In January 2007, UNHCR launched an initial appeal for US$60 million to fund its Iraq programme. Despite security issues for humanitarian workers inside the country, UNHCR and partners hope to continue helping up to 250,000 of the most vulnerable internally displaced Iraqis and their host communities

Posted on 12 June 2007

Crisis in Iraq: Displacement

UNHCR Goodwill Ambassador Angelina Jolie meets Iraqi refugees in Syria

UNHCR Goodwill Ambassador Angelina Jolie returned to the Syrian capital Damascus on 2 October, 2009 to meet Iraqi refugees two years after her last visit. The award-winning American actress, accompanied by her partner Brad Pitt, took the opportunity to urge the international community not to forget the hundreds of thousands of Iraqi refugees who remain in exile despite a relative improvement in the security situation in their homeland. Jolie said most Iraqi refugees cannot return to Iraq in view of the severe trauma they experienced there, the uncertainty linked to the coming Iraqi elections, the security issues and the lack of basic services. They will need continued support from the international community, she said. The Goodwill Ambassador visited the homes of two vulnerable Iraqi families in the Jaramana district of southern Damascus. She was particularly moved during a meeting with a woman from a religious minority who told Jolie how she was physically abused and her son tortured after being abducted earlier this year in Iraq and held for days. They decided to flee to Syria, which has been a generous host to refugees.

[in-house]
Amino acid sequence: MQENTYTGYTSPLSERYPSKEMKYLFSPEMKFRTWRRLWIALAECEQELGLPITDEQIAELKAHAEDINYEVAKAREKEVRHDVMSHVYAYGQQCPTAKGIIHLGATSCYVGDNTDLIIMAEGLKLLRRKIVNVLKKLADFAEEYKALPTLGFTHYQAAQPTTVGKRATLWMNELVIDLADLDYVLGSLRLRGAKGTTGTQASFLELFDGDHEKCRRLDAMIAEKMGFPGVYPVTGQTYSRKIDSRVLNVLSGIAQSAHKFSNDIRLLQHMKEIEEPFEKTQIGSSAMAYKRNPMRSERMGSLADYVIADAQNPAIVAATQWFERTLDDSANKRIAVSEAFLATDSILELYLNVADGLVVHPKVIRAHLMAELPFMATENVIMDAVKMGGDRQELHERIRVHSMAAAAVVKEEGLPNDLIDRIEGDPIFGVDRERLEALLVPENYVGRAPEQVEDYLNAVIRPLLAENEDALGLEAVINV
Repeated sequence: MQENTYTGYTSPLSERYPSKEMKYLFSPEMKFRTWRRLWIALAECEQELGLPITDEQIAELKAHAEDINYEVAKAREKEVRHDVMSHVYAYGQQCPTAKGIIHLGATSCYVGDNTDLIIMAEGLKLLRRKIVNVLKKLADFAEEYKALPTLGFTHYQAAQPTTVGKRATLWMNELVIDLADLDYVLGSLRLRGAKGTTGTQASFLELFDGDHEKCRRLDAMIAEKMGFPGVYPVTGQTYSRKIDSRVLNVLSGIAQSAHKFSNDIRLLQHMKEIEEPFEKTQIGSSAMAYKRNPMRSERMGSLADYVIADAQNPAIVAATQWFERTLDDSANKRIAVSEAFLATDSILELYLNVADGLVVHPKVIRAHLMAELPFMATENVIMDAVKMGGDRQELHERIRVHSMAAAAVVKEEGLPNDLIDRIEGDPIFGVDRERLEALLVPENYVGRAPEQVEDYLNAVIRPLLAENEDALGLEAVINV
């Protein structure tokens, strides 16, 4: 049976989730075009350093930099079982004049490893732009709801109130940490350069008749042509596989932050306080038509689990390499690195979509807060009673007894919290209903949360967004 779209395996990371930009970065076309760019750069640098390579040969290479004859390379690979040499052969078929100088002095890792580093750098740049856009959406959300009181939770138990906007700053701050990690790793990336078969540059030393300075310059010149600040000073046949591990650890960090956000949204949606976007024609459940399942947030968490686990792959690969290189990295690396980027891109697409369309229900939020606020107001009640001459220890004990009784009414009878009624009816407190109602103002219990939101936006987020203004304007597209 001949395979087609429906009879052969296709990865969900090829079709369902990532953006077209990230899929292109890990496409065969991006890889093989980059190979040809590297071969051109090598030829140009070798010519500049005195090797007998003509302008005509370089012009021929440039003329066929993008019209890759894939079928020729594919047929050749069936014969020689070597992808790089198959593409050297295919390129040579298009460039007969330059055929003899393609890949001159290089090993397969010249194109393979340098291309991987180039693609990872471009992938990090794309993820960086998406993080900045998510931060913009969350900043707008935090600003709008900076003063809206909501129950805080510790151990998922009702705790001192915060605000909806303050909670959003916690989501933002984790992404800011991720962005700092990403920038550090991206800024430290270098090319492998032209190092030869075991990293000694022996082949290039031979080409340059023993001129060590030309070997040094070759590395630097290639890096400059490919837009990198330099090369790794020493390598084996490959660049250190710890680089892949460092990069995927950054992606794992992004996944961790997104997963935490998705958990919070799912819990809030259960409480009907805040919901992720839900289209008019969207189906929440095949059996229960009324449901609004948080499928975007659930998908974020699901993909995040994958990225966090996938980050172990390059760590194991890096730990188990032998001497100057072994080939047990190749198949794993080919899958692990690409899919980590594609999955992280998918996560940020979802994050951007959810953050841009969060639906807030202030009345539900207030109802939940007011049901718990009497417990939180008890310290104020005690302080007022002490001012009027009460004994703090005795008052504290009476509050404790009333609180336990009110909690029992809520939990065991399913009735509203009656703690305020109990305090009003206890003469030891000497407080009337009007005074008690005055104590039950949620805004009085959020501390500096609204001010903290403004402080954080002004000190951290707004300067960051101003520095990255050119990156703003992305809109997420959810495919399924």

UNHCR Goodwill Ambassador Angelina Jolie meets Iraqi refugees in Syria

Angelina Jolie returns to Iraq, urges support for the displaced

UNHCR Goodwill Ambassador Angelina Jolie returned to Iraq in July 2009 to offer support to the hundreds of thousands of Iraqis who remain displaced within their own country.

During her day-long visit to Baghdad, UNHCR Goodwill Ambassador Angelina Jolie visited a makeshift settlement for internally displaced people in north-west Baghdad where she met families displaced from the district of Abu Ghraib, located to the west of Baghdad, and from the western suburbs of the capital.

Despite the difficulties in Iraq, Jolie said this was a moment of opportunity for Iraqis to rebuild their lives. "This is a moment where things seem to be improving on the ground, but Iraqis need a lot of support and help to rebuild their lives."

UNHCR estimates that 1.6 million Iraqis were internally displaced by a wave of sectarian warfare that erupted in February 2006 after the bombing of a mosque in the ancient city of Samarra. Almost 300,000 people have returned to their homes amid a general improvement in the security situation since mid-2008.

Angelina Jolie returns to Iraq, urges support for the displaced